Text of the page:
Most of us or our parents were allowed to come because we were highly educated. We fail to see the inequities or learn history, and blame Black people for not working hard, after all we made it so why can’t they? This point of view fails to take into account the systematic dehumanization that Black people have faced during slavery and continue to face today. 

 “It is from the unseen world that the phenomenal world emerges, and it is from the unseen realm of our hearts that all actions spring,” writes Shaykh Hamza. Muslim communities and institutions run by non-Blacks (we often forget that upto ¼ of our community is Black) must reflect on this extremely important communal spiritual state. The well-known civil rights activist Martin Luther King, Jr. said that in order for people to condemn injustice, they must go through four stages. The first stage is that people must ascertain that indeed injustices are being perpetrated. In his case, it was injustice against African Americans in the United States. The second stage is to negotiate, that is, approach the oppressor and demand justice. If the oppressor refuses, King said that the third stage is self-purification, which starts with the question: “Are we ourselves wrongdoers? Are we ourselves oppressors?” The fourth stage, then, is to take action after true self-examination, after removing one’s own wrongs before demanding justice from others.(Purification of the Heart)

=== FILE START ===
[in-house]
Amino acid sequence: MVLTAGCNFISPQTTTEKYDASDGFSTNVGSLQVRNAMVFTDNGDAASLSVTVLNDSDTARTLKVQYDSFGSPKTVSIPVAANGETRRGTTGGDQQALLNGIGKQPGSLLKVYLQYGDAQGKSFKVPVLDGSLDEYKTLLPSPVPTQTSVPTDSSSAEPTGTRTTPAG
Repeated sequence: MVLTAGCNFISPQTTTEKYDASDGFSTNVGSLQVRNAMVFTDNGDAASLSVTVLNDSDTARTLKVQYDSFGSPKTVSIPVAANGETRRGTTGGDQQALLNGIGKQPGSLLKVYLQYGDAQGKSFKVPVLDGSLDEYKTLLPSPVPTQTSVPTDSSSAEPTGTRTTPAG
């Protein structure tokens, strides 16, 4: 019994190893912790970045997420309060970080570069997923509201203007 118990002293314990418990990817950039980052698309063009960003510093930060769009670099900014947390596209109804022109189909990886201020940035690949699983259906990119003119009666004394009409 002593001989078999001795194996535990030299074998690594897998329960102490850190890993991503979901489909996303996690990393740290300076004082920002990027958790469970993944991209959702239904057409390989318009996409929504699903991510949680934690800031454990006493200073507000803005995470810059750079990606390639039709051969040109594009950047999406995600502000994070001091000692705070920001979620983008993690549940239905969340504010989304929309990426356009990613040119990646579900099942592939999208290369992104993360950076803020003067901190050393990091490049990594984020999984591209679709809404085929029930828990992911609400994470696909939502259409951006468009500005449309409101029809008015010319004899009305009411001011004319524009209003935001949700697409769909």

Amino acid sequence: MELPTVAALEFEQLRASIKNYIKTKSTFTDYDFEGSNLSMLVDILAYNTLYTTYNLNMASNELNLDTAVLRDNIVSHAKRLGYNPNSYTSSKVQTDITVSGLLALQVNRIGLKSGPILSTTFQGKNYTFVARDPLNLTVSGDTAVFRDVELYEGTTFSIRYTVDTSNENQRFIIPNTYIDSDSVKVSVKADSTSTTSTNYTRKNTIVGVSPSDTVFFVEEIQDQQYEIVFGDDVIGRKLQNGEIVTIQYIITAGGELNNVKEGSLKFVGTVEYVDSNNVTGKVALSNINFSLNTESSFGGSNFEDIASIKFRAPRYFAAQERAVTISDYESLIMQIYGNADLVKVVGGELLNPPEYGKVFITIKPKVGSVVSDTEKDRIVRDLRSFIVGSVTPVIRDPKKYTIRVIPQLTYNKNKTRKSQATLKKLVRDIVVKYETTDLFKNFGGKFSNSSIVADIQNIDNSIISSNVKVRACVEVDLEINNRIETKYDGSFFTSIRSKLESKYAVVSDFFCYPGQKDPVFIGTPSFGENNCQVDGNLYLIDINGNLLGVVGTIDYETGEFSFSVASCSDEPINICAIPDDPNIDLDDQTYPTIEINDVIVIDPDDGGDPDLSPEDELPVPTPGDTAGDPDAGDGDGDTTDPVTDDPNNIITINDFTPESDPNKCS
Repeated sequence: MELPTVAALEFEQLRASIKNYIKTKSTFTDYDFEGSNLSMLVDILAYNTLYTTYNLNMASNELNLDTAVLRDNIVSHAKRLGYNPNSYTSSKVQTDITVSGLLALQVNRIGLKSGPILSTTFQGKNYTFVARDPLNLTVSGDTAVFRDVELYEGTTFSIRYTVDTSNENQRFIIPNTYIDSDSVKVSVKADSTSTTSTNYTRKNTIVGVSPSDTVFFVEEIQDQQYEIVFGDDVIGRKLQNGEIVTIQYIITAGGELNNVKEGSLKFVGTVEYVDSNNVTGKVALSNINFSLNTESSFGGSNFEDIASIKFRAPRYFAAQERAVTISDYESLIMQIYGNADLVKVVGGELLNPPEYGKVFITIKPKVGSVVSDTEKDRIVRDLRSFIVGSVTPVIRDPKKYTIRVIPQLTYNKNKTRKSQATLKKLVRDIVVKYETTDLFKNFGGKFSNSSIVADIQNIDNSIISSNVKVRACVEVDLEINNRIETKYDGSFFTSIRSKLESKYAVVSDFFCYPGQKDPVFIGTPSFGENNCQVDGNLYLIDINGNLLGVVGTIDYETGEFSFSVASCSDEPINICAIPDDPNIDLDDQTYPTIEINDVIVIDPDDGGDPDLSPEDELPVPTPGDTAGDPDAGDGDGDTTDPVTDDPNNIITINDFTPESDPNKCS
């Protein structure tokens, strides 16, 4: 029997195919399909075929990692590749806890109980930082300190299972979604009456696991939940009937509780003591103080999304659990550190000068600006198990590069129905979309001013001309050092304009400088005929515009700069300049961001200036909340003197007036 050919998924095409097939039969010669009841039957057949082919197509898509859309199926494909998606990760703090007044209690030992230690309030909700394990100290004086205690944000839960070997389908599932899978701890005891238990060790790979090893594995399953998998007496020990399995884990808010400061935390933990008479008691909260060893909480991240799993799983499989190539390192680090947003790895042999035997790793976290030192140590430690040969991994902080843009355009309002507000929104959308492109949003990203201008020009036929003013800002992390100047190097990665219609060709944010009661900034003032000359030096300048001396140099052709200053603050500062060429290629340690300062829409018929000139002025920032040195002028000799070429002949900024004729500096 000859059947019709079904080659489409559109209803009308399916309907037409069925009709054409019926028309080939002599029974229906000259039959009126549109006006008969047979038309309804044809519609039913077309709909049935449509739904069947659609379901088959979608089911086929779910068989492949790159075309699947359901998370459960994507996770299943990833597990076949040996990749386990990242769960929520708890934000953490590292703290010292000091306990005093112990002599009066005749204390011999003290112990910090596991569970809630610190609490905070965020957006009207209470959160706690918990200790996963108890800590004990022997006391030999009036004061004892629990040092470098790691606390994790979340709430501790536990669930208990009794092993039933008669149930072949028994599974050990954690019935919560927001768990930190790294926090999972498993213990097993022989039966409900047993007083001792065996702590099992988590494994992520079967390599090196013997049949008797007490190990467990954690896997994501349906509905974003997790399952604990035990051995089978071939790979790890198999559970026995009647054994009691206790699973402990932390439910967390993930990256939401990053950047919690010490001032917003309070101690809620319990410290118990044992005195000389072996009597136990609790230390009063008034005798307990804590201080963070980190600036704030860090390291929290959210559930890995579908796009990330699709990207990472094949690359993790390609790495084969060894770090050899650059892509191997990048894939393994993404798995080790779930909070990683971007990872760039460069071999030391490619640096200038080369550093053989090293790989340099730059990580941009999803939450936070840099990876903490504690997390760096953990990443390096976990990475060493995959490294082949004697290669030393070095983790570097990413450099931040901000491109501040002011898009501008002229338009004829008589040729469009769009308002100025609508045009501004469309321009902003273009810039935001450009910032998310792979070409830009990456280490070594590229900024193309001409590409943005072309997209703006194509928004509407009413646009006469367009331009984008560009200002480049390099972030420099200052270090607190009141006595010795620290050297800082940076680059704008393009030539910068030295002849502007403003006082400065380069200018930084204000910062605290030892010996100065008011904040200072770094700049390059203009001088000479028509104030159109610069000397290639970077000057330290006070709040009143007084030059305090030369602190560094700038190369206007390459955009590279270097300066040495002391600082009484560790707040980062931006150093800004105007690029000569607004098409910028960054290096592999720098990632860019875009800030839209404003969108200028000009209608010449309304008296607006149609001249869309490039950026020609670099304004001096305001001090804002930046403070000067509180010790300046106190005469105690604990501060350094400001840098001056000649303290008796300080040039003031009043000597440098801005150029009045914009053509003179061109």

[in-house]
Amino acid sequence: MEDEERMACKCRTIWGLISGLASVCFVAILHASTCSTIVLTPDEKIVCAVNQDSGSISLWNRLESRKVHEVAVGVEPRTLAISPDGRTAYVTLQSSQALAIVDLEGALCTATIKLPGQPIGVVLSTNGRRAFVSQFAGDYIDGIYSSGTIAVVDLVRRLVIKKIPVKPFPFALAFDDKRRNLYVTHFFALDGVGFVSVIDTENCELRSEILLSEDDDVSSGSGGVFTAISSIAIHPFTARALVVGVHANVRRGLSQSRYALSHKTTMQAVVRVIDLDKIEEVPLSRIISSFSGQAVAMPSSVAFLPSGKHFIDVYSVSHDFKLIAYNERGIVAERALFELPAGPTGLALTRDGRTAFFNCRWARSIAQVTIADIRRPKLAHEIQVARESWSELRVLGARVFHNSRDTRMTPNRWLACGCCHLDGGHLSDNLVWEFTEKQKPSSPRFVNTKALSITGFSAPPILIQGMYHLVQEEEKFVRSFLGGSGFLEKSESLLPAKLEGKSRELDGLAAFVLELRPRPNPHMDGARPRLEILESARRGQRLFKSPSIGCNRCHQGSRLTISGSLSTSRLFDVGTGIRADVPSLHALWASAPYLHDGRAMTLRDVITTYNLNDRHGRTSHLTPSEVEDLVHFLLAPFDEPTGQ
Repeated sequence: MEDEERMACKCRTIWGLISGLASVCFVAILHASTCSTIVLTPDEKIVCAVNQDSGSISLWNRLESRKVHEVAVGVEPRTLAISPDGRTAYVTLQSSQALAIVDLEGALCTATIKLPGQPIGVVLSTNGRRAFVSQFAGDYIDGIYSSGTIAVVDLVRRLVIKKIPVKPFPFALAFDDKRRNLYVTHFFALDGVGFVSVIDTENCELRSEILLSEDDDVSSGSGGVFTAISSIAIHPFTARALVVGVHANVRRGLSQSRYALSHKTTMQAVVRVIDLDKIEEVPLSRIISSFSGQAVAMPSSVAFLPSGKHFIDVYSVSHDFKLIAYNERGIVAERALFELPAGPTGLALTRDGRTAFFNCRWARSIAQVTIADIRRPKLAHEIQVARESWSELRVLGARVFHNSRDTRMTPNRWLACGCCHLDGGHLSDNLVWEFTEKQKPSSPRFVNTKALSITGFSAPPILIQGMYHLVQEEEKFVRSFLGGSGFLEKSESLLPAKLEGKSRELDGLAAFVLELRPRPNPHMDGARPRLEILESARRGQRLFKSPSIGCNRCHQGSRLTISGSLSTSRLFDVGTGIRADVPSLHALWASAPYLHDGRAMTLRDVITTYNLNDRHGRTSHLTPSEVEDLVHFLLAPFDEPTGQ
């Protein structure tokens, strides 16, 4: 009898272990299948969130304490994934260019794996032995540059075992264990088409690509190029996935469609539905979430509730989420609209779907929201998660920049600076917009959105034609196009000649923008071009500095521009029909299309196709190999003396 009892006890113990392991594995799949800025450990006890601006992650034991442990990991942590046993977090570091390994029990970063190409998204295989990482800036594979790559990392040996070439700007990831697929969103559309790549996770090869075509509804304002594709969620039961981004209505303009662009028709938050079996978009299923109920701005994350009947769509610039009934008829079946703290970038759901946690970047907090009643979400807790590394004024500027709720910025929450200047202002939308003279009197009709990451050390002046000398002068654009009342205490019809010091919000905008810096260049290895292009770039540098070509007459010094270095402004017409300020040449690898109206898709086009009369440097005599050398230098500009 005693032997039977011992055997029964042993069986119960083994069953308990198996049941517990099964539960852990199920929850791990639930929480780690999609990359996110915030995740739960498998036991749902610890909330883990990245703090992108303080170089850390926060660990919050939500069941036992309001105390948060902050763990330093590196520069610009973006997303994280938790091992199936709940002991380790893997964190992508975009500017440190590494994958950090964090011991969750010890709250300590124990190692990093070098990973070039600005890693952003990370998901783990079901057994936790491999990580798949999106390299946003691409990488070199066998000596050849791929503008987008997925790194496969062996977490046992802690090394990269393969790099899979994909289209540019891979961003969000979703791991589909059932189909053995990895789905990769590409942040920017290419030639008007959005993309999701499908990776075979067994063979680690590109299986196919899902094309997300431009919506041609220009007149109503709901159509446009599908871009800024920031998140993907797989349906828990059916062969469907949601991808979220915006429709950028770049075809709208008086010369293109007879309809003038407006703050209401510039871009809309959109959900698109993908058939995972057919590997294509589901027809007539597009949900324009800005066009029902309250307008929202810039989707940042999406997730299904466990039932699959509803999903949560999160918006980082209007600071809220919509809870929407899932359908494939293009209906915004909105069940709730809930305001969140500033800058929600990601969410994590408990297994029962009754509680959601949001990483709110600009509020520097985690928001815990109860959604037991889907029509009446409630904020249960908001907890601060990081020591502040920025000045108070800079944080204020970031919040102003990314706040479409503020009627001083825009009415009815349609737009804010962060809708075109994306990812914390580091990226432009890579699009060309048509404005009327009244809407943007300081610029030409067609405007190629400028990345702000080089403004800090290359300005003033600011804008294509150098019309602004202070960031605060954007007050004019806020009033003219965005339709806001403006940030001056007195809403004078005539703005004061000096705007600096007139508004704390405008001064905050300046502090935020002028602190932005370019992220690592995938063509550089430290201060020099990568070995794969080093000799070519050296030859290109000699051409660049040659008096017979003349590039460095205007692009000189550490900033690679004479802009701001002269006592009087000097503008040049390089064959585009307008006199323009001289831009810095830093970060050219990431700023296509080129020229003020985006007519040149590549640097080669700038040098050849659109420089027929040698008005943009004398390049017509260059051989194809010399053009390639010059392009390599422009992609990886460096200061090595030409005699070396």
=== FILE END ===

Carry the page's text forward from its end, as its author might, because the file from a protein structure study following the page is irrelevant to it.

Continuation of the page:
We are going through a time when we are faced with openly anti-Muslim administrations in many Western countries. The Muslim community has to examine our collective wrongs, and racism (both personal and structural) is a wrong doing in our communities.                                                       

How many times do we fail to speak up when racist events are happening because we do not want to draw attention to ourselves.

Self-reflection is a crucial part of the journey